In 1849 a contemporary, Henry David Thoreau, wrote about human rights in his treatise On the Duty of Civil Disobedience, influential on human rights and civil rights thinkers. United States Supreme Court Justice David Davis, in his 1867 opinion for Ex Parte Milligan, wrote "By the protection of the law, human rights are secured. In Western Europe and North America, labour unions brought about laws granting workers the right to strike, establishing minimum work conditions and forbidding or regulating child labour; the women's rights movement succeeded in gaining for many women the right to vote. National liberation movements in many countries succeeded in driving out colonial powers. One of the most influential was Mahatma Gandhi's movement to free his native India from British rule. Movements by long-oppressed racial and religious minorities succeeded in many parts of the world, among them the civil rights movement, more recent diverse identity politics movements, on behalf of women and minorities in the United States.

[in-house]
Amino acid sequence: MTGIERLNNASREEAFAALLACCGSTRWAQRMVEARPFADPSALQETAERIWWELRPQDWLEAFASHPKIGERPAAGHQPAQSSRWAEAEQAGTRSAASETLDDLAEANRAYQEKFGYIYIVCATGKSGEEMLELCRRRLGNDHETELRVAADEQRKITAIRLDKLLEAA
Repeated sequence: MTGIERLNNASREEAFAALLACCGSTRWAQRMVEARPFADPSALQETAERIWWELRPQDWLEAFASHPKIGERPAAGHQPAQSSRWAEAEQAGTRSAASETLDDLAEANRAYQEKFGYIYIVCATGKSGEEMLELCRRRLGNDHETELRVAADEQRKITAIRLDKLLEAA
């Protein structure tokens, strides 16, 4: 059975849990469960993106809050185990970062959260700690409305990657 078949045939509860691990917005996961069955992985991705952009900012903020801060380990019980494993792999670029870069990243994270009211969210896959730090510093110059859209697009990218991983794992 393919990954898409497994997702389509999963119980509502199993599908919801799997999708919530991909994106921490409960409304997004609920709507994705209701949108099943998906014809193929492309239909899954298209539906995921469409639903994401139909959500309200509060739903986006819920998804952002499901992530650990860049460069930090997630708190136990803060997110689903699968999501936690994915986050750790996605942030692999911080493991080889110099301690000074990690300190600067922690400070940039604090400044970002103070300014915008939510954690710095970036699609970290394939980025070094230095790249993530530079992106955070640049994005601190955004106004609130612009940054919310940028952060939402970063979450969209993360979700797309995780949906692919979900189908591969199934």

The foundation of the International Committee of the Red Cross, the 1864 Lieber Code and the first of the Geneva Conventions in 1864 laid the foundations of International humanitarian law, to be further developed following the two World Wars. The League of Nations was established in 1919 at the negotiations over the Treaty of Versailles following the end of World War I; the League's goals included disarmament, preventing war through collective security, settling disputes between countries through negotiation and improving global welfare. Enshrined in its Charter was a mandate to promote many of the rights which were included in the Universal Declaration of Human Rights; the League of Nations had mandates to support many of the former colonies of the Western European colonial powers during their transition from colony to independent state. Established as an agency of the League of Nations, now part of United Nations, the International Labour Organization had a mandate to promote and safeguard certain of the rights included in the UDHR: the primary goal of the ILO today is to promote opportunities for women and men to obtain decent and productive work, in conditions of freedom, equity and human dignity.